Reopening Checklist

Reopening Your Small Business After the Coronavirus Shutdown

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Cities around the nation are beginning to lift their COVID-19-related restrictions. For businesses that closed their brick-and-mortar locations, the following steps will help you plan for reopening while protecting customers and employees.


  • Stay abreast of current federal, state and local COVID-19 guidelines for businesses, as well as industry-specific guidelines.

  • Sign up for updates from the Centers for Disease Control, the SBA, state and local health departments, and relevant industry associations.

  • If you have multiple locations, be aware of COVID-19 related laws in each locale.

  • Designate a COVID-19 team of one or more employees to oversee your COVID-19 response and reopening plan.


  • Create a cash flow forecast including optimistic, pessimistic and realistic models.

  • Look for ways to cut expenses and add new revenue streams.

  • Estimate increased costs for retrofitting space, deep cleaning, ongoing sanitation, etc.

  • Keep updated on financial assistance available from lenders and government sources.

  • Communicate with landlords, creditors, vendors and lenders to negotiate payments.

  • Ask your insurance agent about appropriate coverage to protect against lawsuits from customers or employees after reopening.


  • If your business pivoted during closure (for example, adding tele-appointments, ecommerce, delivery service, curbside pickup, new products or services, working remotely), decide which elements to continue. Consider surveying customers to get their opinions.

  • Decide if you will reopen in stages or all at once.

  • Determine if you need to adjust business hours to allow for limited numbers of customers or provide extra time for cleaning.

  • Ensure you have adequate sources of equipment, inventory and supplies needed to run your business, as well as backup sources if your primary vendors can’t fulfill your orders.


  • Identify staffing needs for each stage of reopening.

  • Understand how COVID-19 related employment laws affect your decisions. A SCORE mentor or local employment attorney can help.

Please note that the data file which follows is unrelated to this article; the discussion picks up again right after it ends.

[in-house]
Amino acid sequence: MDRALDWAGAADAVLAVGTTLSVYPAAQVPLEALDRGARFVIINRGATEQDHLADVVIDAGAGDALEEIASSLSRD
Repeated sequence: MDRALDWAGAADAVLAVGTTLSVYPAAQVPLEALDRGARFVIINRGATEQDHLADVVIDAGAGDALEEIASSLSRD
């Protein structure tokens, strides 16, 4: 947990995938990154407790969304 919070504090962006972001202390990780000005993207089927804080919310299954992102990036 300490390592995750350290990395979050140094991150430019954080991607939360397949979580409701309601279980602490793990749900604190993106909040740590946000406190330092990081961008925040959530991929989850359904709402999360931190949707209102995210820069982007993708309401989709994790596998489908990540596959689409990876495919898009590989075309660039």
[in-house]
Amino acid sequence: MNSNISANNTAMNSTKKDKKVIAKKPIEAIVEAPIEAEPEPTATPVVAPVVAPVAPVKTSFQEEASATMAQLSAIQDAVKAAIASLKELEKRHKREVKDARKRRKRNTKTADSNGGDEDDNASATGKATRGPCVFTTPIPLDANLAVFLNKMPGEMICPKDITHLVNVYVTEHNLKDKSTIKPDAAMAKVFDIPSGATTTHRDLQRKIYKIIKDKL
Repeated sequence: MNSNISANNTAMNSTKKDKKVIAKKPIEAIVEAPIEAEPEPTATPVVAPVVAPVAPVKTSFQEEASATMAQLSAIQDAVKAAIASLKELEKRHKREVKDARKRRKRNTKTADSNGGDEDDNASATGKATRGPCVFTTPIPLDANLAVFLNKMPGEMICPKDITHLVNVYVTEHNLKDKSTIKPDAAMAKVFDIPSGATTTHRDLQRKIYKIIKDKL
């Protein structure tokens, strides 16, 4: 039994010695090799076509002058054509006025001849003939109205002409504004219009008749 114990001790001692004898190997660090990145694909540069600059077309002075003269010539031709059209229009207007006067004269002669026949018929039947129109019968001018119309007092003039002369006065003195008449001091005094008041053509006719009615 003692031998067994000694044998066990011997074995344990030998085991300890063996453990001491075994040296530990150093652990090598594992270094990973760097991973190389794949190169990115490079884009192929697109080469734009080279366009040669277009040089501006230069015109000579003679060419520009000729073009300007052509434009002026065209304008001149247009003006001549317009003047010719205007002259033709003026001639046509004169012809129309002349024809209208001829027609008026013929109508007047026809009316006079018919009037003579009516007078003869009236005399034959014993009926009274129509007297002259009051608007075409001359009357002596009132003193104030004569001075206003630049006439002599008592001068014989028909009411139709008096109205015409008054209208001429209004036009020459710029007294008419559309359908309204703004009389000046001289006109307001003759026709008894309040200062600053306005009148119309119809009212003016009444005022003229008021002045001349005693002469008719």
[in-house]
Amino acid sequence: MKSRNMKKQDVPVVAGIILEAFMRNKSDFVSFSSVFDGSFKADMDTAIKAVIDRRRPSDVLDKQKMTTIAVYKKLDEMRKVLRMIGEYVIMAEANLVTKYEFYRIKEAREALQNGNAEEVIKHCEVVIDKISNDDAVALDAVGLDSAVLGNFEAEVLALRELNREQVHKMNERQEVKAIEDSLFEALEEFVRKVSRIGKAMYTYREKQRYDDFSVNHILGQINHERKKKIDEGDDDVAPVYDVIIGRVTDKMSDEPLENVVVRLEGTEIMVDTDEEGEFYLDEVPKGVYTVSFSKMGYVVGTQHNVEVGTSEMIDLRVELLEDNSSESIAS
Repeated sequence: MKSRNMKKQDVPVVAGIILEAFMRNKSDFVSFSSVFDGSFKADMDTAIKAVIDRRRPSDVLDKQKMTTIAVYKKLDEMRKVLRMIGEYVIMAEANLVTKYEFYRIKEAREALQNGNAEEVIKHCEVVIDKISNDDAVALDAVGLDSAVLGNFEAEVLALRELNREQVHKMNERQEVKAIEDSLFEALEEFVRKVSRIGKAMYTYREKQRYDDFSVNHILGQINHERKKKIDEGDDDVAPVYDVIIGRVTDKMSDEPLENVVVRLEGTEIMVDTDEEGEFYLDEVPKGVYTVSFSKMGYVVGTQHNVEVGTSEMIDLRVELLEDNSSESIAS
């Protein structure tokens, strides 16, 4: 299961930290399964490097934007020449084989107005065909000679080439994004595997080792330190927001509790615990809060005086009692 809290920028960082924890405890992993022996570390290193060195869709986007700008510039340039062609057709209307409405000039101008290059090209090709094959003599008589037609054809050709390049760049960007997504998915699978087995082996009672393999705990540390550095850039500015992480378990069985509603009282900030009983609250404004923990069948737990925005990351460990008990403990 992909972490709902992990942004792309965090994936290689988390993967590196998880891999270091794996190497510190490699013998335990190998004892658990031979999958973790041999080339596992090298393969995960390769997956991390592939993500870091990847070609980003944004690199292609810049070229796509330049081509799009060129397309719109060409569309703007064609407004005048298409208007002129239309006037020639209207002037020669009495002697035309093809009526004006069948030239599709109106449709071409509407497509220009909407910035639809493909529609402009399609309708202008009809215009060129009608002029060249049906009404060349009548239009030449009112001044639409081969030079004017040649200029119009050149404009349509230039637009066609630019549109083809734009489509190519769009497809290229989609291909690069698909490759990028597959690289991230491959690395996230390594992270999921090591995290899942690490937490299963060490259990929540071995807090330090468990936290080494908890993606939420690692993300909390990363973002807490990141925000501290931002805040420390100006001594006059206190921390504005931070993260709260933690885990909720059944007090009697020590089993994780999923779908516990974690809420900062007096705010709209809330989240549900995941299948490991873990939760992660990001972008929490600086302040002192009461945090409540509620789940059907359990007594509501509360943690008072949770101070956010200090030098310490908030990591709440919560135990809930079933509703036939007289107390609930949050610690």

• Update your operations handbook and employee handbook to reflect new policies and procedures consistent with public health guidelines.

  • Contact employees to discuss their needs. Create a plan to help at-risk employees, parents or caregivers who may need special accommodations to return to work.

  • Create a business continuity plan and a crisis communications plan in case an outbreak of COVID-19 occurs at your business.

  • Train employees on new procedures including cleaning, social distancing and health screenings.

  • Cross-train employees so you have backup in place if some workers are absent.


  • Develop procedures for cleaning and disinfecting workspaces, surfaces and shared tools regularly and educate employees on them.

  • Provide soap, tissue, trash cans, hand sanitizer and EPA-approved disinfecting wipes throughout your workplace.

  • Put up signage directing employees on workplace sanitation, hand-washing, hygiene, social distancing habits and symptoms of COVID-19.

  • Depending on local and industry regulations, provide masks and gloves for employees or allow them to bring their own.

  • Provide more frequent breaks for employees to wash their hands.

  • Secure sources (including backup sources) for regular supply of cleaners, disinfectants and personal protective equipment (PPE).


  • Move employee workstations at least 6 feet apart. Install acrylic barriers or use cubicle walls to further limit contact.

  • Eliminate shared workstations if possible; if not, provide disinfecting wipes, hand sanitizer and disposable gloves at each shared space.

  • Use videoconferencing or conference call technology to avoid in-person meetings with clients, customers and partners.

  • Stagger schedules so fewer employees are in the workspace at one time.

  • Allow remote work when possible; provide necessary equipment for employees to work securely.

  • Limit employee travel, including travel between multiple locations of your business.

  • Provide PPE for customers or other visitors or require them to bring their own.

  • Develop a plan for handling customers, visitors and employees who refuse to follow your health and safety guidelines.


  • Educate employees about COVID-19 symptoms and the need to stay home when sick.

  • Develop a policy for screening employees (for example, with touch thermometers) or having employees self-screen before coming to work.

  • Plan what to do if an employee, customer or visitor develops symptoms at work, including notifying employees and customers and cleaning and disinfecting the workplace.


  • Keep your website, Google My Business and other local search listings updated with current information and hours of operation.

  • Develop a marketing plan for your grand re-opening via emails, social media, chats, etc.

  • Hang signage in your physical business windows notifying customers of your plans.

  • Create messaging to explain how you are keeping customers and employees safe.


Leadville Lake County EDC

400 Harrison Ave Suite 100

PO Box 1503

Leadville, CO 80461


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